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Why winning 117 seats in Gujarat is crucial for Modi

Saturday October 06, 2012 03:59:27 PM, Amulya Ganguli, IANS

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As is known, if Narendra Modi wants to play a larger role on the national stage, the Bharatiya Janata Party (BJP) will have to record a thumping victory in the forthcoming Gujarat elections. What this means in real terms is that the party will have to win at least 117 seats, its tally in 2007, out of the state's 182 assembly seats.

But will this be enough considering that it had won 127 in 2002? Arguably, if Modi wants to demonstrate his total command over the state before moving on to greener pastures, the party will have to reach or overtake the higher figure. Otherwise, any shortfall will be grist to the mills of the chief minister's critics since it will suggest a decline in his popularity.

Ironically, the two figures of 117 and 127 seats, which give a comfortable majority to the ruling party in normal circumstances, can no longer seem enough where Modi's ambitions are concerned. The disadvantage of a larger-than-life personality, who also likes to equate himself with the state, is that the political expectations about him are inordinately high. What is enough for ordinary mortals can no longer seem sufficient for a poster boy.

However, what may be of some concern to the BJP is that between 2002 and 2007, its number of seats and vote share dropped from 127 to 117 and from 49.8 percent to 49.1. Although the voting percentage fell only marginally, it has to be seen against the fact that the Congress's tally of seats rose from 51 to 59 while its vote share also rose marginally from 39.2 percent to 39.6.

The scene changed quite a lot in the 2004 parliamentary elections in which the Congress won 12 seats (equivalent to covering 90 assembly constituencies), with a voting percentage of 43.8 percent against the BJP's 14 seats with a vote share of 47.3 per cent. In the 2009 parliamentary elections, the BJP won 15 seats, which is equivalent to 105 assembly constituencies, with a vote share of 46.5 percent while the Congress won 11 seats with a vote share of 43.4 percent.

While the Congress has evidently fared better in the parliamentary polls than in the assembly elections, it is worth noting that the BJP's tally of seats in the assembly fell from 127 in 2002 to 92 in 2004, if the results in the assembly segments of the Lok Sabha elections are taken into account, then the total went up to 117 in 2007, and finally down to 105 assembly constituencies in the 2009 parliamentary contest.

It has to be remembered that the decline has taken place despite the widespread belief that the Congress does not exist in Gujarat, as Prof. J.S. Bandukwala, who was nearly killed in the 2002 riots, once said. In any event, the Congress's political weakness in the absence of a leader to match Modi's stature is an accepted fact although its vote share hovers around a respectable 40 percent.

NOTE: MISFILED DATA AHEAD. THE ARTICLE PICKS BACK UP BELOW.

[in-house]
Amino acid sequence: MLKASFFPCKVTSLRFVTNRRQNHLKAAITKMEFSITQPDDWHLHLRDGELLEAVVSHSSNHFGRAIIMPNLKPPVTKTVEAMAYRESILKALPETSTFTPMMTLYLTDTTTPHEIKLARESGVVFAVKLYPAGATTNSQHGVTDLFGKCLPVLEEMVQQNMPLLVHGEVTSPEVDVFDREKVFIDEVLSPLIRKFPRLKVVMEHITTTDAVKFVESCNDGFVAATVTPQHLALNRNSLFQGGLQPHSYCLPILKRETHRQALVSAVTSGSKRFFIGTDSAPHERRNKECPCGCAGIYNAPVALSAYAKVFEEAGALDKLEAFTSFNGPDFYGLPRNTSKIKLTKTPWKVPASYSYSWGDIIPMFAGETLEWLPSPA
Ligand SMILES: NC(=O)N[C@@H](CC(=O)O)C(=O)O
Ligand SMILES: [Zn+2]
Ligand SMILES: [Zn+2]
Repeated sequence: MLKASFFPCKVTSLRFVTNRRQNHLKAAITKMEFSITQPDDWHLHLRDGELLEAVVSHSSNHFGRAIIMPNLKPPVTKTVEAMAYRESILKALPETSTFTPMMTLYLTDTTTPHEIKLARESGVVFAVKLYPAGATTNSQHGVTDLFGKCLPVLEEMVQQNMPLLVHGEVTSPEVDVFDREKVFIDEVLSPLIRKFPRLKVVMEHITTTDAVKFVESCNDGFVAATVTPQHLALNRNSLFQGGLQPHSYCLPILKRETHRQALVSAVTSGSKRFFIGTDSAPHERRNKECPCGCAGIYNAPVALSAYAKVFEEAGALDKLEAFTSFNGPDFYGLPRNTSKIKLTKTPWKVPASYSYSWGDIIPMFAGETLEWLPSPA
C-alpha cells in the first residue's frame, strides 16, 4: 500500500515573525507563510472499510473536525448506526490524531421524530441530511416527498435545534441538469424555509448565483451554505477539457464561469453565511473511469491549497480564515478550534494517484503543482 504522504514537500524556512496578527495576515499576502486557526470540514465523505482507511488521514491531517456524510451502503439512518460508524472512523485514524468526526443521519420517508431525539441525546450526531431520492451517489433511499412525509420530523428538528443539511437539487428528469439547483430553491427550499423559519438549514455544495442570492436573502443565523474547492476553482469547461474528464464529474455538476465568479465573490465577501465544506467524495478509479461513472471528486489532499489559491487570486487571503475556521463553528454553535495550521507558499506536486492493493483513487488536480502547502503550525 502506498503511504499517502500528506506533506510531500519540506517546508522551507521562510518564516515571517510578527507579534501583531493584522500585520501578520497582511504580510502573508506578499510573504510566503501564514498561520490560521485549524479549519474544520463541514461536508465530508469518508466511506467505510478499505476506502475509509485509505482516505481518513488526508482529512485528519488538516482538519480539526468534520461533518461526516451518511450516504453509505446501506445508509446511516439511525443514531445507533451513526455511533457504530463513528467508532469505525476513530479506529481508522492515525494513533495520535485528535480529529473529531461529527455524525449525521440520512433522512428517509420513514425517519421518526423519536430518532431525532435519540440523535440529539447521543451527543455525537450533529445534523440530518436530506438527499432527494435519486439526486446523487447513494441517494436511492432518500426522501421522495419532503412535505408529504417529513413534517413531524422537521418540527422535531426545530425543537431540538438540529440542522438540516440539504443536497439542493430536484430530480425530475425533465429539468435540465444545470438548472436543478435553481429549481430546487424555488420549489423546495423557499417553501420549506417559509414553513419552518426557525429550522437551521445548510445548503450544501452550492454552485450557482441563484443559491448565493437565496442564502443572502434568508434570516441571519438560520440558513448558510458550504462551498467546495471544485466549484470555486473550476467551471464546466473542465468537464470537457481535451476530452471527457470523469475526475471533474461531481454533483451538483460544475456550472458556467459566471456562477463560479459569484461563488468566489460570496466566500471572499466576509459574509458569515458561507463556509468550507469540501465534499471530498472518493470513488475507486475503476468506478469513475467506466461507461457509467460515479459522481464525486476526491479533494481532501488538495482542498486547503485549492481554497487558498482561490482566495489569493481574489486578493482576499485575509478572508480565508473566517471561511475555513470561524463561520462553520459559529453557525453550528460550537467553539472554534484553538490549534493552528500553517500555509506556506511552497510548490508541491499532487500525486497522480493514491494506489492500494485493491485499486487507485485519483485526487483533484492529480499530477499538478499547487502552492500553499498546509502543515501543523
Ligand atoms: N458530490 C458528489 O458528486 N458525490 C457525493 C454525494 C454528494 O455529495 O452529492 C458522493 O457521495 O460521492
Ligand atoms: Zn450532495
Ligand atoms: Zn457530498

Irrespective of whether this base of support is enough or not, several other factors can be taken into consideration. One is the fact that the BJP's tally in recent years was the highest in 2002, when the riots polarised the communities as never before and led to a surge of support from the communal-minded Hindus for Modi. That kind of polarisation is no longer there. Besides, Modi's overtures to the minorities during his sadbhavna or goodwill fasts may have confused the more virulent of his admirers.

His run-in with former fellow pracharak Sanjay Joshi, when the chief minister sulked for months, staying away from the election campaigns in UP and elsewhere and from the party's national conclaves, did not show Modi in a favourable light. If anything, the episode highlighted the perception of him as a loner, which was confirmed by the final parting of ways between him and former chief minister Keshubhai Patel after a long period of estrangement, during which the latter accused the chief minister of imposing a reign of terror in the state.

Clearly, the conditions have changed considerably from what they were in 2002, when he won on what can be called a communal tide, and in 2007, when the remnants of the earlier anti-Muslim feelings were still there and may have been exacerbated by Sonia Gandhi's jibe against him of being a "maut ka saudagar" or a merchant of death.

Now the focus is more on his suspected prime ministerial ambitions with the result that it has caused a rift in the BJP-led National Democratic Alliance (NDA) with Bihar Chief Minister Nitish Kumar of the Janata Dal (United) openly opposing any move by the BJP to select Modi as its prime ministerial candidate. But it isn't only the JD (U) which is against Modi in this respect, the PM wannabes in the BJP itself may not be too unhappy if the party fails to win 117 seats, the benchmark of Modi's approval ratings.
 


(Amulya Ganguli is a political analyst. He can be reached at amulyaganguli@gmail.com)
 








 


 

 

 

 

 

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